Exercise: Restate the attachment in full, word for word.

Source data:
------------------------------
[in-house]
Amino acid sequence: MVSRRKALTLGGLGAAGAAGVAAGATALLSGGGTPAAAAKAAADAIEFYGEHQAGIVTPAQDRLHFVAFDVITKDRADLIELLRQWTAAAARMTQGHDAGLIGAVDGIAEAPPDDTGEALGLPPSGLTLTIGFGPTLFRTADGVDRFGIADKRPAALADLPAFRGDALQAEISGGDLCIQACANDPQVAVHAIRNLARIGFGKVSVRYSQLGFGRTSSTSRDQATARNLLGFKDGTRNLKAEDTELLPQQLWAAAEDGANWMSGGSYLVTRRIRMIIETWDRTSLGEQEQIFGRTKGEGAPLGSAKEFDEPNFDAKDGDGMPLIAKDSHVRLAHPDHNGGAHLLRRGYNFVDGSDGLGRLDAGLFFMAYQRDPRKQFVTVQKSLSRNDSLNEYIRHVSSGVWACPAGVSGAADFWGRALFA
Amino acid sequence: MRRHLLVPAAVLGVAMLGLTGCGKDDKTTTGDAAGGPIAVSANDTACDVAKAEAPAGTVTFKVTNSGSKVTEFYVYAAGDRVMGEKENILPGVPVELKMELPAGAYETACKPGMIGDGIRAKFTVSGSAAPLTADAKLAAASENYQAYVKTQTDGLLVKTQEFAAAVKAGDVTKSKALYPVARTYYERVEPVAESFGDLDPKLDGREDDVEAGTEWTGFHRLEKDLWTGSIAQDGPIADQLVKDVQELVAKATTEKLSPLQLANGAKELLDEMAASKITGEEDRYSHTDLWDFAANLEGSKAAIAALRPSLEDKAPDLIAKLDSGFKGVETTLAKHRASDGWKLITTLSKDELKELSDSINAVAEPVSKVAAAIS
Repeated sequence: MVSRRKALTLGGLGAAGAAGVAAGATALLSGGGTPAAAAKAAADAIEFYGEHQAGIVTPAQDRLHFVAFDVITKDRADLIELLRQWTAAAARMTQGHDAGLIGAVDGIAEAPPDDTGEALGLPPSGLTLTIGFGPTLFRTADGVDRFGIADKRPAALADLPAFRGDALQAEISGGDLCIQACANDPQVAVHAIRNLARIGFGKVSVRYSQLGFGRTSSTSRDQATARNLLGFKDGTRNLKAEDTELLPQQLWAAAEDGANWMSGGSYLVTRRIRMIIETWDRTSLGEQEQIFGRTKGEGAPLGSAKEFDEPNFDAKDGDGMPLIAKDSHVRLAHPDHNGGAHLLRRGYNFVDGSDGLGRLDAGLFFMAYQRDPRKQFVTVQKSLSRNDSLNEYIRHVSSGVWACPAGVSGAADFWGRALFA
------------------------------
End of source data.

[in-house]
Amino acid sequence: MVSRRKALTLGGLGAAGAAGVAAGATALLSGGGTPAAAAKAAADAIEFYGEHQAGIVTPAQDRLHFVAFDVITKDRADLIELLRQWTAAAARMTQGHDAGLIGAVDGIAEAPPDDTGEALGLPPSGLTLTIGFGPTLFRTADGVDRFGIADKRPAALADLPAFRGDALQAEISGGDLCIQACANDPQVAVHAIRNLARIGFGKVSVRYSQLGFGRTSSTSRDQATARNLLGFKDGTRNLKAEDTELLPQQLWAAAEDGANWMSGGSYLVTRRIRMIIETWDRTSLGEQEQIFGRTKGEGAPLGSAKEFDEPNFDAKDGDGMPLIAKDSHVRLAHPDHNGGAHLLRRGYNFVDGSDGLGRLDAGLFFMAYQRDPRKQFVTVQKSLSRNDSLNEYIRHVSSGVWACPAGVSGAADFWGRALFA
Amino acid sequence: MRRHLLVPAAVLGVAMLGLTGCGKDDKTTTGDAAGGPIAVSANDTACDVAKAEAPAGTVTFKVTNSGSKVTEFYVYAAGDRVMGEKENILPGVPVELKMELPAGAYETACKPGMIGDGIRAKFTVSGSAAPLTADAKLAAASENYQAYVKTQTDGLLVKTQEFAAAVKAGDVTKSKALYPVARTYYERVEPVAESFGDLDPKLDGREDDVEAGTEWTGFHRLEKDLWTGSIAQDGPIADQLVKDVQELVAKATTEKLSPLQLANGAKELLDEMAASKITGEEDRYSHTDLWDFAANLEGSKAAIAALRPSLEDKAPDLIAKLDSGFKGVETTLAKHRASDGWKLITTLSKDELKELSDSINAVAEPVSKVAAAIS
Repeated sequence: MVSRRKALTLGGLGAAGAAGVAAGATALLSGGGTPAAAAKAAADAIEFYGEHQAGIVTPAQDRLHFVAFDVITKDRADLIELLRQWTAAAARMTQGHDAGLIGAVDGIAEAPPDDTGEALGLPPSGLTLTIGFGPTLFRTADGVDRFGIADKRPAALADLPAFRGDALQAEISGGDLCIQACANDPQVAVHAIRNLARIGFGKVSVRYSQLGFGRTSSTSRDQATARNLLGFKDGTRNLKAEDTELLPQQLWAAAEDGANWMSGGSYLVTRRIRMIIETWDRTSLGEQEQIFGRTKGEGAPLGSAKEFDEPNFDAKDGDGMPLIAKDSHVRLAHPDHNGGAHLLRRGYNFVDGSDGLGRLDAGLFFMAYQRDPRKQFVTVQKSLSRNDSLNEYIRHVSSGVWACPAGVSGAADFWGRALFA